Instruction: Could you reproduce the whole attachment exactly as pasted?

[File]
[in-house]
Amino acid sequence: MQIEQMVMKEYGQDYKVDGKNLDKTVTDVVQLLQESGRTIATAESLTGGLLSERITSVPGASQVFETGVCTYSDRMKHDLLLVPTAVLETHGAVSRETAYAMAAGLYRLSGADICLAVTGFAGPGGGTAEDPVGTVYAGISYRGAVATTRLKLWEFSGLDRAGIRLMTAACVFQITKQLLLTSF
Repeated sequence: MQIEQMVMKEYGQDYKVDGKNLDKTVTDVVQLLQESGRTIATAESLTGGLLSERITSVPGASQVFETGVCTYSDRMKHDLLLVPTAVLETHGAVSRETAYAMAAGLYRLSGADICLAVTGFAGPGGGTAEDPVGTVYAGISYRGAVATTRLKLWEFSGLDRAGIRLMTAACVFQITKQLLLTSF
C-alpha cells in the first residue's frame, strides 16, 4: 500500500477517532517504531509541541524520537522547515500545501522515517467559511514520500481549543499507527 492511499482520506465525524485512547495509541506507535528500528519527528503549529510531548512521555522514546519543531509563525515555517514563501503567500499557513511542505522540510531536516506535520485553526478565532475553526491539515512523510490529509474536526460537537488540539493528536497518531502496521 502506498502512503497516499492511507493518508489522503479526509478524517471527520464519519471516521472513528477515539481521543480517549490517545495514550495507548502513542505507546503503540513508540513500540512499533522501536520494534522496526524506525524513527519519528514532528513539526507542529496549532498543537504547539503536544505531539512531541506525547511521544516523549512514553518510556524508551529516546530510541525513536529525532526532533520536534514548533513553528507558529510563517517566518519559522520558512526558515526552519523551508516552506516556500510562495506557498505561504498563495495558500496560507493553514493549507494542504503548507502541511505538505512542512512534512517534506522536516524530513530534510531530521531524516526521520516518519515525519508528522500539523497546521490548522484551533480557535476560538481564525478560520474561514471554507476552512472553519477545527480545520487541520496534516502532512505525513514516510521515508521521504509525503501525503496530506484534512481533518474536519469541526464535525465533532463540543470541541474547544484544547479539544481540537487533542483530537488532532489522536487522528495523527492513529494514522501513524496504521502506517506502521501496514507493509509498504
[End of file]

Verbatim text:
[in-house]
Amino acid sequence: MQIEQMVMKEYGQDYKVDGKNLDKTVTDVVQLLQESGRTIATAESLTGGLLSERITSVPGASQVFETGVCTYSDRMKHDLLLVPTAVLETHGAVSRETAYAMAAGLYRLSGADICLAVTGFAGPGGGTAEDPVGTVYAGISYRGAVATTRLKLWEFSGLDRAGIRLMTAACVFQITKQLLLTSF
Repeated sequence: MQIEQMVMKEYGQDYKVDGKNLDKTVTDVVQLLQESGRTIATAESLTGGLLSERITSVPGASQVFETGVCTYSDRMKHDLLLVPTAVLETHGAVSRETAYAMAAGLYRLSGADICLAVTGFAGPGGGTAEDPVGTVYAGISYRGAVATTRLKLWEFSGLDRAGIRLMTAACVFQITKQLLLTSF
C-alpha cells in the first residue's frame, strides 16, 4: 500500500477517532517504531509541541524520537522547515500545501522515517467559511514520500481549543499507527 492511499482520506465525524485512547495509541506507535528500528519527528503549529510531548512521555522514546519543531509563525515555517514563501503567500499557513511542505522540510531536516506535520485553526478565532475553526491539515512523510490529509474536526460537537488540539493528536497518531502496521 502506498502512503497516499492511507493518508489522503479526509478524517471527520464519519471516521472513528477515539481521543480517549490517545495514550495507548502513542505507546503503540513508540513500540512499533522501536520494534522496526524506525524513527519519528514532528513539526507542529496549532498543537504547539503536544505531539512531541506525547511521544516523549512514553518510556524508551529516546530510541525513536529525532526532533520536534514548533513553528507558529510563517517566518519559522520558512526558515526552519523551508516552506516556500510562495506557498505561504498563495495558500496560507493553514493549507494542504503548507502541511505538505512542512512534512517534506522536516524530513530534510531530521531524516526521520516518519515525519508528522500539523497546521490548522484551533480557535476560538481564525478560520474561514471554507476552512472553519477545527480545520487541520496534516502532512505525513514516510521515508521521504509525503501525503496530506484534512481533518474536519469541526464535525465533532463540543470541541474547544484544547479539544481540537487533542483530537488532532489522536487522528495523527492513529494514522501513524496504521502506517506502521501496514507493509509498504